The US Export-Import Bank (Exim) recently met with the Dubai Aviation City Corporation (DACC) to discuss potential financing cooperation for the development of Al-Maktoum International airport in Dubai South.

Exim said it can offer competitive financing for specific segments of the planned mega-expansion project such as the baggage handling, cooling and sustainable landscaping packages, a source familiar with the project said.

The source said Exim was willing to extend financing terms comparable to those offered by the Organisation for Economic Cooperation & Development (OECD), whose investment institutions offer financing within an agreed range and parameters.

“Exim Bank expressed strong interest in financing projects for Dubai… that may use US-made goods and services,” the source said.

The bank is the latest in a string of funds and export credit agencies (ECAs) to have discussed funding options with the DACC. The DACC is understood to have been in discussions with UK and Italian credit agencies over the past year.

In October 2015, Italian export credit agency Sace signed a memorandum of understanding (MoU) with the DACC to provide €1bn ($1.14bn) of credit for the Dubai South development.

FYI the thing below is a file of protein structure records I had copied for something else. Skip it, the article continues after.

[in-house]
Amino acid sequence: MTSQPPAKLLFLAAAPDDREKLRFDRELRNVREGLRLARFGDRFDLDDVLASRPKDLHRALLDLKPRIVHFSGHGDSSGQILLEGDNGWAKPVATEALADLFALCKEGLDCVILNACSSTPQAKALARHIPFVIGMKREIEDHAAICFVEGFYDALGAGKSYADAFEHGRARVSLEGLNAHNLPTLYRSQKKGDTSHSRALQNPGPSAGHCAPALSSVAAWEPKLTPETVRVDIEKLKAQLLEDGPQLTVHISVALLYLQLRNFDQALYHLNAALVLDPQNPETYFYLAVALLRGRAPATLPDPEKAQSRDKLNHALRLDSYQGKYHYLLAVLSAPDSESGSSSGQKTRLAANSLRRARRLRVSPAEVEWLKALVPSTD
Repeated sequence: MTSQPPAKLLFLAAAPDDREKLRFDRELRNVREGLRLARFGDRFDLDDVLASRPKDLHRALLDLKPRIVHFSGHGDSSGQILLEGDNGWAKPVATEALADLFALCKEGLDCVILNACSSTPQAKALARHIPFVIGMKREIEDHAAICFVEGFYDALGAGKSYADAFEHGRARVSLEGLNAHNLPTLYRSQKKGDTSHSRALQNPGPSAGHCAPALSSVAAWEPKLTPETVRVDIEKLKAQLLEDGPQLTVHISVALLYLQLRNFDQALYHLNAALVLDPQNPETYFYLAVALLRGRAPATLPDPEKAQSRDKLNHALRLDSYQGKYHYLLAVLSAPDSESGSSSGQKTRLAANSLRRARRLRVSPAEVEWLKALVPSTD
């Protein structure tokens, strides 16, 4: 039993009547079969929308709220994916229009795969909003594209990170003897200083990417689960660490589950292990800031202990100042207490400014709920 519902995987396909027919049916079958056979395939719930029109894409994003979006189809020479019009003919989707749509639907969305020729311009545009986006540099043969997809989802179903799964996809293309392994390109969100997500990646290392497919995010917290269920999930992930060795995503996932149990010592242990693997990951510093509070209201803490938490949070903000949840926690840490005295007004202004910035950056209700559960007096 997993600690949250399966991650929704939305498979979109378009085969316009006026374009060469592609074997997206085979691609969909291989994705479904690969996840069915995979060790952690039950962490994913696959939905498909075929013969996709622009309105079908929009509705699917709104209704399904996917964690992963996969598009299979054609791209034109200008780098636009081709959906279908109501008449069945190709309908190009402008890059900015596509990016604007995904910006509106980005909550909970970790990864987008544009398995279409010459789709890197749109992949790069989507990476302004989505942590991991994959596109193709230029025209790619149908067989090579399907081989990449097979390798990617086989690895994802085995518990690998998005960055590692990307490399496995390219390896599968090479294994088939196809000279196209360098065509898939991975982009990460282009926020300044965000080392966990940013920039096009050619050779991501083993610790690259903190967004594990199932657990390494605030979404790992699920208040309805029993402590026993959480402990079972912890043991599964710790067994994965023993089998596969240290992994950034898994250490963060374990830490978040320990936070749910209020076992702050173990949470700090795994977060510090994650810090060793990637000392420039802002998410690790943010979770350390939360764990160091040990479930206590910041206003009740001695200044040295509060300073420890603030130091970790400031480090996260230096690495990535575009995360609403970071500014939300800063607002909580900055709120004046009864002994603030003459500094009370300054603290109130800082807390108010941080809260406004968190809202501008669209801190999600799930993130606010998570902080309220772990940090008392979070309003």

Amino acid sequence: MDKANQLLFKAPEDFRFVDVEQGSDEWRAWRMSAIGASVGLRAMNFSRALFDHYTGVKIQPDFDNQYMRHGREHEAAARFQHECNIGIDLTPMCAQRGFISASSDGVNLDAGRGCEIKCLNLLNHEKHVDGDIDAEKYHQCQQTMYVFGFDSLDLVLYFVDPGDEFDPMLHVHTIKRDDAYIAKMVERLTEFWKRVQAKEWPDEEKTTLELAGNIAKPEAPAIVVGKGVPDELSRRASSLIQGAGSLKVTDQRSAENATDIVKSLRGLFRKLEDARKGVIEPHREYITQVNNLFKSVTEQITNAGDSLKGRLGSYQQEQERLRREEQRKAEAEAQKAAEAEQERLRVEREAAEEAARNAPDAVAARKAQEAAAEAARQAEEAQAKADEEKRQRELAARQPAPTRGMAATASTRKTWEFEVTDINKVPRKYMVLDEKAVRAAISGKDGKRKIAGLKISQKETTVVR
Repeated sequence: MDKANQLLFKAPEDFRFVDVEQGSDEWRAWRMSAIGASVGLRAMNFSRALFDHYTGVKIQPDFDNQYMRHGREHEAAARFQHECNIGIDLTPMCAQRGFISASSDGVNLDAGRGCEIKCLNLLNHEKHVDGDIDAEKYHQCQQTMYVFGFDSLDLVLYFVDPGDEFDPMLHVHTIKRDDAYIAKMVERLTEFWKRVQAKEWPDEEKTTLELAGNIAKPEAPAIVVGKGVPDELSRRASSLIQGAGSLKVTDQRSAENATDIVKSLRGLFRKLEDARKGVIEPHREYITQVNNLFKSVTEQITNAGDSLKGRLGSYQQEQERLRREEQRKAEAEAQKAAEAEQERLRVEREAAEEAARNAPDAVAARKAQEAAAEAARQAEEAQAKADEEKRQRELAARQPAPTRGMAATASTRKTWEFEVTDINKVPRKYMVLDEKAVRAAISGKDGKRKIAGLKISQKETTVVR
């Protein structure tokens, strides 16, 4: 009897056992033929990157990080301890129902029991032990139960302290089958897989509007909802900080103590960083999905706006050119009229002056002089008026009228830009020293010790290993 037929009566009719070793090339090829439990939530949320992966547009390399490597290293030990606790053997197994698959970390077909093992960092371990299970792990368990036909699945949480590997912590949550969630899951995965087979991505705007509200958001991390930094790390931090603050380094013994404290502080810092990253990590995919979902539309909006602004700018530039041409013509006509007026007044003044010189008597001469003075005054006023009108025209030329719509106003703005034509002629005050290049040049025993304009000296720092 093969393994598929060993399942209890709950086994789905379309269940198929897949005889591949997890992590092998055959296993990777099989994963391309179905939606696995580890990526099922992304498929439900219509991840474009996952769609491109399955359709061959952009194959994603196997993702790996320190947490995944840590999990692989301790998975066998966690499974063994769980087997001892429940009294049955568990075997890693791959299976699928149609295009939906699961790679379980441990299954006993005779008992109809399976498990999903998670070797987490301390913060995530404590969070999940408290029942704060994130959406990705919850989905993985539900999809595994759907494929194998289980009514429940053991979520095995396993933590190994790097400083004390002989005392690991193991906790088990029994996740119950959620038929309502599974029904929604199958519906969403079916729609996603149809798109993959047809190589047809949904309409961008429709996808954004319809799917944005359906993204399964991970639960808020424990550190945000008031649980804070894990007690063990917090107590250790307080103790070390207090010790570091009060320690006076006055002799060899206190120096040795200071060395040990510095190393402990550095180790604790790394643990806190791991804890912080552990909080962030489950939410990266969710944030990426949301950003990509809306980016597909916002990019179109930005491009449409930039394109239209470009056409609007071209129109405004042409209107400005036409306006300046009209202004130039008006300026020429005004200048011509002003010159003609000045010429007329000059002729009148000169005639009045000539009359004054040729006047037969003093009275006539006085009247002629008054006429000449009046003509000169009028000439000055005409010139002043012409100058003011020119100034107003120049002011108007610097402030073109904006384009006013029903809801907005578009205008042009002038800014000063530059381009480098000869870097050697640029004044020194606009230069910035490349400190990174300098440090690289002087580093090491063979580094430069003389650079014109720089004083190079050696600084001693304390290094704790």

The expansion of Al-Maktoum airport, which will serve as the centrepiece of the under-construction Dubai South aetropolis, has a budget estimated at $33bn.

Project client Dubai Aviation Engineering Projects (DAEP) received bids for an enabling works contract for the project in March.

The ambitious upgrade to the airport will make it the biggest in the world by 2050, with the capacity to handle 255 million passengers a year. The planned construction work includes the new terminal building, six nodes or concourses connected to the terminal by people-movers, and new runways.

Besides providing trade finance for the expansion of major airlines such as Dubai’s Emirates airline, Exim Bank has been involved in financing Saudi Arabia’s Sadara Petrochem project and the Emirates Aluminum Projects. Exim’s exposure to the UAE accounts for roughly a third of its overall exposure to the Middle East and North Africa (Mena) region.

The bank was re-authorised to operate by the US senate in December 2015 following the expiry of its licence in July 2015. 

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